Tinder is used in 196 countries and boasts 1.6 billion swipes every day. Then there are the lesser known dating sites: purrrsonals, where you can “Meet other cat lovers who really match your PURRsonality!”; Gluten-free singles—pretty self-explanatory, and my personal favorite, Farmer Wants a Wife. Then again, meet-an-inmate.com sounds rather…interesting.
Earlier this week, I had the pleasure of chatting about all-things-dating culture with Michael K. Feinstein, writer and director of the new feature film, The Browsing Effect, and one of its stars, Nikki SooHoo, who you might also recognize from The Intern, Stick It and The Lovely Bones. (Swoon.)
The Browsing Effect is an ensemble comedy that centers on a group of friends who get caught up in a whirlwind of sex, jealousy, and self-doubt, thanks to the endless availability of dating apps, and examines dating culture in the age of swiping. It’s a very fun, insightful and relatable film I recommend checking out!
Here are some of the topics we explored:
- Modern dating slang, such as R-bombing, cloaking and bird-boxing
- Pros and challenges of meeting people through dating apps
- What inspired this film and what Michael and Nikki most enjoyed about the experience
- What it’s like dating in LA’s acting and filmmaking industry
- Using dating apps in San Francisco (and other cities) versus Los Angeles
- Using apps to meet friends, versus potential partners
- Strategically using certain photos in a dating profile
- Connecting with old flames online
- Social media after breakups
- Nikki and Michael’s top advice for up-and-coming artists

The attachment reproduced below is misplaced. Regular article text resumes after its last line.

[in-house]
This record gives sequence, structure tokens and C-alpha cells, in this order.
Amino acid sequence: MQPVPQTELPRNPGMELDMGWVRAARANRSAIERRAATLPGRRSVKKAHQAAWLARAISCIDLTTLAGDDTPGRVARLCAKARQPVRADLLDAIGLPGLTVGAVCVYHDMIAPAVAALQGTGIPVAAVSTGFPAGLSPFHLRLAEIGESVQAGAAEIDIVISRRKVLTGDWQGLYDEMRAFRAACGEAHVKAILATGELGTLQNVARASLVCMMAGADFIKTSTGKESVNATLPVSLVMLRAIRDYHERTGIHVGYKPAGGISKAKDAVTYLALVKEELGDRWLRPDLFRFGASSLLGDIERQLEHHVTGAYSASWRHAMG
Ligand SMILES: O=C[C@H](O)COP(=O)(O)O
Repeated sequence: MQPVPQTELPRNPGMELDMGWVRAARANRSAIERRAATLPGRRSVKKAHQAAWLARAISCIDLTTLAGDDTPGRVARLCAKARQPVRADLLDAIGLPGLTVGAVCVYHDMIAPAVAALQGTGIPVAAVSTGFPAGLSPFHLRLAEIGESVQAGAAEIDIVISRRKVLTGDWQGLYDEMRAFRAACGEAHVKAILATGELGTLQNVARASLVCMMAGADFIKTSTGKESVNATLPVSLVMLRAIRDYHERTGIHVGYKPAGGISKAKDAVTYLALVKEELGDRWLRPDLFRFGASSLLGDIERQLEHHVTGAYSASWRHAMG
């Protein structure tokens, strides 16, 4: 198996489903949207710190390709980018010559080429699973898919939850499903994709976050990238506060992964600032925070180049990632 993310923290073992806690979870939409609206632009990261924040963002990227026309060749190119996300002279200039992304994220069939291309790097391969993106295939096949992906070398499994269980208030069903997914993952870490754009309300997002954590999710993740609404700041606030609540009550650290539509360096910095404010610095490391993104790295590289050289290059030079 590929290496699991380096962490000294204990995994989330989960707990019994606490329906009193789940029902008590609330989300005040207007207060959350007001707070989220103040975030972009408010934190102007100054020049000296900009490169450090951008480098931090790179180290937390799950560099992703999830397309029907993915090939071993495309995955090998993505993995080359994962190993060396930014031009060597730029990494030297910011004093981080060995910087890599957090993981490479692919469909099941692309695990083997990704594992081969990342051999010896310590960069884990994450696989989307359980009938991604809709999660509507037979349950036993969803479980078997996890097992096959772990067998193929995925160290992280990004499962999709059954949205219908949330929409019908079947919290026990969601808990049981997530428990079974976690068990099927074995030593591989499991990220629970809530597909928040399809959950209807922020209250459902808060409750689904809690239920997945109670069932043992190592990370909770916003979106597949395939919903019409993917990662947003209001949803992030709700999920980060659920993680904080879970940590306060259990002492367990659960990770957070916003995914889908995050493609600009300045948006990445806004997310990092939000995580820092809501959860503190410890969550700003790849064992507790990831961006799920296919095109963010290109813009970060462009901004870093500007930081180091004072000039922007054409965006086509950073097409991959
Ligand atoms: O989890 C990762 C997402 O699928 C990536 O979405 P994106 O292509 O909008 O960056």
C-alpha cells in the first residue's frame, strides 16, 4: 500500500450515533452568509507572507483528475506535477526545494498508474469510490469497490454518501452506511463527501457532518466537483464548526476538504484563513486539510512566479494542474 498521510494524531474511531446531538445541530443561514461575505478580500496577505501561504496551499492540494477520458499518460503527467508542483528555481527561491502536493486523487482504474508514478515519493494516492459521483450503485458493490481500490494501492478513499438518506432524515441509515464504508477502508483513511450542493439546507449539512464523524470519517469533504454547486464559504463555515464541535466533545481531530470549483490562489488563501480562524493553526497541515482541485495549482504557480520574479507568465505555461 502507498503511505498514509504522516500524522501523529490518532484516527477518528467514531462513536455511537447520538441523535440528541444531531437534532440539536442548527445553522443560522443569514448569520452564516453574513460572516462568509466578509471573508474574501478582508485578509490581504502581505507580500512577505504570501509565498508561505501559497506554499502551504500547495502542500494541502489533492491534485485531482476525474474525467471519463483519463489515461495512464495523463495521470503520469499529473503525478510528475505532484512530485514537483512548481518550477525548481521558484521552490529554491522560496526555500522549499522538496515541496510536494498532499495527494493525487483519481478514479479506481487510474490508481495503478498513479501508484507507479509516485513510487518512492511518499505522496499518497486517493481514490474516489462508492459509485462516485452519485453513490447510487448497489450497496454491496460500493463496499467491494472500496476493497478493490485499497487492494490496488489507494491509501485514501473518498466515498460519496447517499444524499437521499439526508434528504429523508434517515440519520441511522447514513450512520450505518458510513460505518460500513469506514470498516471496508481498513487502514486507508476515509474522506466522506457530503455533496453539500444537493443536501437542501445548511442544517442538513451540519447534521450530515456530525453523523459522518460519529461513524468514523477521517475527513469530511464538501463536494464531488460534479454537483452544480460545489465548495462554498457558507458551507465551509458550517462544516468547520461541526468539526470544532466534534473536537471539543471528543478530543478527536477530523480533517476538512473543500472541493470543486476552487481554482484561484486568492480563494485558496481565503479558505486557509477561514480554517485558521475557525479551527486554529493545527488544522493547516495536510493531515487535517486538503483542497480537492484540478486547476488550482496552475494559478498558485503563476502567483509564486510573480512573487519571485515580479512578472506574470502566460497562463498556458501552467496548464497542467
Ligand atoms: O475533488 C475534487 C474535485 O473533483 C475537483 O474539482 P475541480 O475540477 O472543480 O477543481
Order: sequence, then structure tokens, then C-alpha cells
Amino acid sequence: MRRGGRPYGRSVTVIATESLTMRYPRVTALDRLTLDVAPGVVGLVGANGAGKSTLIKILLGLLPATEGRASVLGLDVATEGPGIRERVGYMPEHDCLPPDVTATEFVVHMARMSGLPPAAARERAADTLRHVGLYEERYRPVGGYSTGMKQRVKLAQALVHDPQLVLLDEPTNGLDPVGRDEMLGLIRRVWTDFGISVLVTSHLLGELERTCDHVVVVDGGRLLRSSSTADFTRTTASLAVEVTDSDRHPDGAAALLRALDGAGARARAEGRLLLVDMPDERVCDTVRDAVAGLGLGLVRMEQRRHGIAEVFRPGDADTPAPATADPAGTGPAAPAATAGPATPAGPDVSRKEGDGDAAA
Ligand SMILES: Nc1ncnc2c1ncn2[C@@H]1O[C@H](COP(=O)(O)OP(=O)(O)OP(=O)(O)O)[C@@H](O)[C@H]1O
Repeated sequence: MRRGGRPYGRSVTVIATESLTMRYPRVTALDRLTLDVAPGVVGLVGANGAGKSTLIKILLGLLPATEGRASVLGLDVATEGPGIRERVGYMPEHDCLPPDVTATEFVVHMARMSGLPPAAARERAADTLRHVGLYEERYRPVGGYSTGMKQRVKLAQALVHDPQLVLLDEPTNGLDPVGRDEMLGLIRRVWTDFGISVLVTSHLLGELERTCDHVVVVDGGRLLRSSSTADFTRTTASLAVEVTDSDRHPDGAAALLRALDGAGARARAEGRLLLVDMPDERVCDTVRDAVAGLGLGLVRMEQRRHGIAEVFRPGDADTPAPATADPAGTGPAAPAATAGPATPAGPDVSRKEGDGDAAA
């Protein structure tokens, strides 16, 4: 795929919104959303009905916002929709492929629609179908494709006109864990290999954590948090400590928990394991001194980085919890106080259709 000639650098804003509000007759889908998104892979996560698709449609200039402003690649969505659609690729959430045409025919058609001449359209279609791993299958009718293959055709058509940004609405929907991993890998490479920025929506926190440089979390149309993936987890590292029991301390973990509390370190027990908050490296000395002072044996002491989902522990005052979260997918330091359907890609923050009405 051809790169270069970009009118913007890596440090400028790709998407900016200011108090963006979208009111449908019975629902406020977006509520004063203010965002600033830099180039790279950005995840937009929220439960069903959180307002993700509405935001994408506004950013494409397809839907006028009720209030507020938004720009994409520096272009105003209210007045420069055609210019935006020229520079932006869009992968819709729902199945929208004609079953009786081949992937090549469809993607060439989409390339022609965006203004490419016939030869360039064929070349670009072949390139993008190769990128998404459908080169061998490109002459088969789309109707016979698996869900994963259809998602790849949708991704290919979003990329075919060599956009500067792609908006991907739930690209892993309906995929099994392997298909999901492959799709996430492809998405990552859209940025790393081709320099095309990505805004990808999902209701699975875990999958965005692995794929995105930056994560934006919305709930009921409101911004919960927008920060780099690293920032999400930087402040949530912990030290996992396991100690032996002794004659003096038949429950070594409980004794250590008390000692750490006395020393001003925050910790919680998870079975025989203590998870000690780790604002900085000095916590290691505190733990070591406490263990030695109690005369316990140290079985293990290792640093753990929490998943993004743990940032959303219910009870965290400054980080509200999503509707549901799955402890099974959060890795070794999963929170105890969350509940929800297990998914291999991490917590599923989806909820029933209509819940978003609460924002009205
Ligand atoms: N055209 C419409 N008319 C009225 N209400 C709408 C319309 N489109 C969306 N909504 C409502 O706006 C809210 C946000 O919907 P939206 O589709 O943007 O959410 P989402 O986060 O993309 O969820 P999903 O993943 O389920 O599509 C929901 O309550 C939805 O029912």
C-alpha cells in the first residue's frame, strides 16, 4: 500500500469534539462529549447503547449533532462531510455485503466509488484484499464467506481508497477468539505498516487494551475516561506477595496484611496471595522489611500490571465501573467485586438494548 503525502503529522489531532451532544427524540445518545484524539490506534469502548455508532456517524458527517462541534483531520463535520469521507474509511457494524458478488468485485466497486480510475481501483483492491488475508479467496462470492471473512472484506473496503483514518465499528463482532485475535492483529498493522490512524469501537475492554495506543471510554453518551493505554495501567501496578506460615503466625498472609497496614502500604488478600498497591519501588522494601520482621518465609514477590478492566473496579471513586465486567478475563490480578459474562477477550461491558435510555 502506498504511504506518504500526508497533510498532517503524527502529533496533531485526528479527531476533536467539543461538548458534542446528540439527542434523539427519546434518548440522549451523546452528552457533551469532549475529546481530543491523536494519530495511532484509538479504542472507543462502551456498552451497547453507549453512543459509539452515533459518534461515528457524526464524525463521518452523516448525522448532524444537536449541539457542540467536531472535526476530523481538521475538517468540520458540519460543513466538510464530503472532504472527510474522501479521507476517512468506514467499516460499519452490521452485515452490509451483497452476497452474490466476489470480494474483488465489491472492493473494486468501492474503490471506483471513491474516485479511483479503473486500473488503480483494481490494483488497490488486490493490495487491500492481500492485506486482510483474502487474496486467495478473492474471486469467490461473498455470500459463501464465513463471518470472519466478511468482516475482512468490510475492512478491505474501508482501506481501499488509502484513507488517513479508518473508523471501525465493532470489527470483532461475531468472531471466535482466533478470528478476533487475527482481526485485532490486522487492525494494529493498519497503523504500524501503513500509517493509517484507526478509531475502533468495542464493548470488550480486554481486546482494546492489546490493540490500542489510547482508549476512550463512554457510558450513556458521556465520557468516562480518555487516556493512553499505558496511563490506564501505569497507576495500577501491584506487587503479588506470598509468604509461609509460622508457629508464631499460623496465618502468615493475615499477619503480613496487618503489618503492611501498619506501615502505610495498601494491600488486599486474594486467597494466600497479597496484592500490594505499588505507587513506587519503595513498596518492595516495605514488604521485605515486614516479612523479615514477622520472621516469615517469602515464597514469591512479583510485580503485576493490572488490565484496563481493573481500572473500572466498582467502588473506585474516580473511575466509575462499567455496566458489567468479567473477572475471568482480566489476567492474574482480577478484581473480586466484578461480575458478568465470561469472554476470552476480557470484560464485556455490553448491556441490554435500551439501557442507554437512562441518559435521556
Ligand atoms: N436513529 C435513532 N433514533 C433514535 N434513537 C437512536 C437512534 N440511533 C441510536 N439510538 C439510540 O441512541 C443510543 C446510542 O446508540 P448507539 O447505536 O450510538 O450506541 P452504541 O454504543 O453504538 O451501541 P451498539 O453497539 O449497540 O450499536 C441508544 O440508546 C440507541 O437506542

Dr. Megan Fleming also weighed in for a listener whose long-term relationship ended after Facebook flirtations led to an affair with a high school boyfriend. Is the notion, “once a cheater, always a cheater” true? And how can you feel less alone while dealing with difficult feelings and healing from relationship upheaval?
Stream the Girl Boner Radio podcast episode on Apple Podcasts, iHeartRadio, Spotify or below! Read on for partial transcripts, featuring highlights from our chat.
The Browsing Effect: Nikki SooHoo and Michael K. Feinstein on Girl Boner Radio (partial transcripts)
August: Michael, this is your second film, and first feature film, centering dating technology. Why did you want to make this film?
Michael: I think as writer I’m always looking for subjects that haven’t been done to death and also subjects that I feel a personal a connection to. And I’ve been meeting people the last five or six years, so it felt like something that I had a lot of first-hand experience with. It was something that I had ideas about and it was something that I hadn’t really seen portrayed in film or TV yet, or portrayed seriously and that wasn’t condescending to the people who were using these apps.